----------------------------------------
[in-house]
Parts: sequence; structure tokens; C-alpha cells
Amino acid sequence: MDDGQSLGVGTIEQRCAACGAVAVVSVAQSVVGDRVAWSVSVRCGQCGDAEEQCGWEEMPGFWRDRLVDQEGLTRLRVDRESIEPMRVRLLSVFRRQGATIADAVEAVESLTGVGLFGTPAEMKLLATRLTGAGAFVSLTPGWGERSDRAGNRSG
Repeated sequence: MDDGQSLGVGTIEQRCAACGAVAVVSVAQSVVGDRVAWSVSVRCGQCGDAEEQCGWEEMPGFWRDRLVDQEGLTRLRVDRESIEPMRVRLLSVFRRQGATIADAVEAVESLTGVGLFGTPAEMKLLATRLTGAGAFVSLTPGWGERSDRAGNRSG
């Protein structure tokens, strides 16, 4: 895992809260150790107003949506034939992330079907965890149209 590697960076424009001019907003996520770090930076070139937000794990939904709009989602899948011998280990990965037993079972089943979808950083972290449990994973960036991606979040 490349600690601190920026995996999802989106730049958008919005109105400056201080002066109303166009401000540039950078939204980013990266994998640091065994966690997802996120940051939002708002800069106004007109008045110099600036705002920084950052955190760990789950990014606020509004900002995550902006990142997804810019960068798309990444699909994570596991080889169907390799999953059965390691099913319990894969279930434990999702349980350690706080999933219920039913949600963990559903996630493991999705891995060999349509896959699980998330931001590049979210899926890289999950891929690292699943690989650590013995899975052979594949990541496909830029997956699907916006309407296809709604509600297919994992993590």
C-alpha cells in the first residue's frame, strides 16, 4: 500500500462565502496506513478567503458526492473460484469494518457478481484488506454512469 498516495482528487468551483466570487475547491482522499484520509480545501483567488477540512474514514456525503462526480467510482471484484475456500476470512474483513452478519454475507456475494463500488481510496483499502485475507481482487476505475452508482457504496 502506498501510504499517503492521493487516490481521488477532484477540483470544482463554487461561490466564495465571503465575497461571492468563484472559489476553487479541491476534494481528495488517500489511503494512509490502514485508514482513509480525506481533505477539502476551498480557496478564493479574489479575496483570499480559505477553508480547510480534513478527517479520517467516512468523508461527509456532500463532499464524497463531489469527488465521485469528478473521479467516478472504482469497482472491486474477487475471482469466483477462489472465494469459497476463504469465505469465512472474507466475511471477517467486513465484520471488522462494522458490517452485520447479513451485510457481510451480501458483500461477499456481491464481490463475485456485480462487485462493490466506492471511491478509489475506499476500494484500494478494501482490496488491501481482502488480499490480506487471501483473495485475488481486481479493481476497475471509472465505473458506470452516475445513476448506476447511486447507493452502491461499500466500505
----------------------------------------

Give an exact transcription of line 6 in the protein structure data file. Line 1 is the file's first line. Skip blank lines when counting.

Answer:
C-alpha cells in the first residue's frame, strides 16, 4: 500500500462565502496506513478567503458526492473460484469494518457478481484488506454512469 498516495482528487468551483466570487475547491482522499484520509480545501483567488477540512474514514456525503462526480467510482471484484475456500476470512474483513452478519454475507456475494463500488481510496483499502485475507481482487476505475452508482457504496 502506498501510504499517503492521493487516490481521488477532484477540483470544482463554487461561490466564495465571503465575497461571492468563484472559489476553487479541491476534494481528495488517500489511503494512509490502514485508514482513509480525506481533505477539502476551498480557496478564493479574489479575496483570499480559505477553508480547510480534513478527517479520517467516512468523508461527509456532500463532499464524497463531489469527488465521485469528478473521479467516478472504482469497482472491486474477487475471482469466483477462489472465494469459497476463504469465505469465512472474507466475511471477517467486513465484520471488522462494522458490517452485520447479513451485510457481510451480501458483500461477499456481491464481490463475485456485480462487485462493490466506492471511491478509489475506499476500494484500494478494501482490496488491501481482502488480499490480506487471501483473495485475488481486481479493481476497475471509472465505473458506470452516475445513476448506476447511486447507493452502491461499500466500505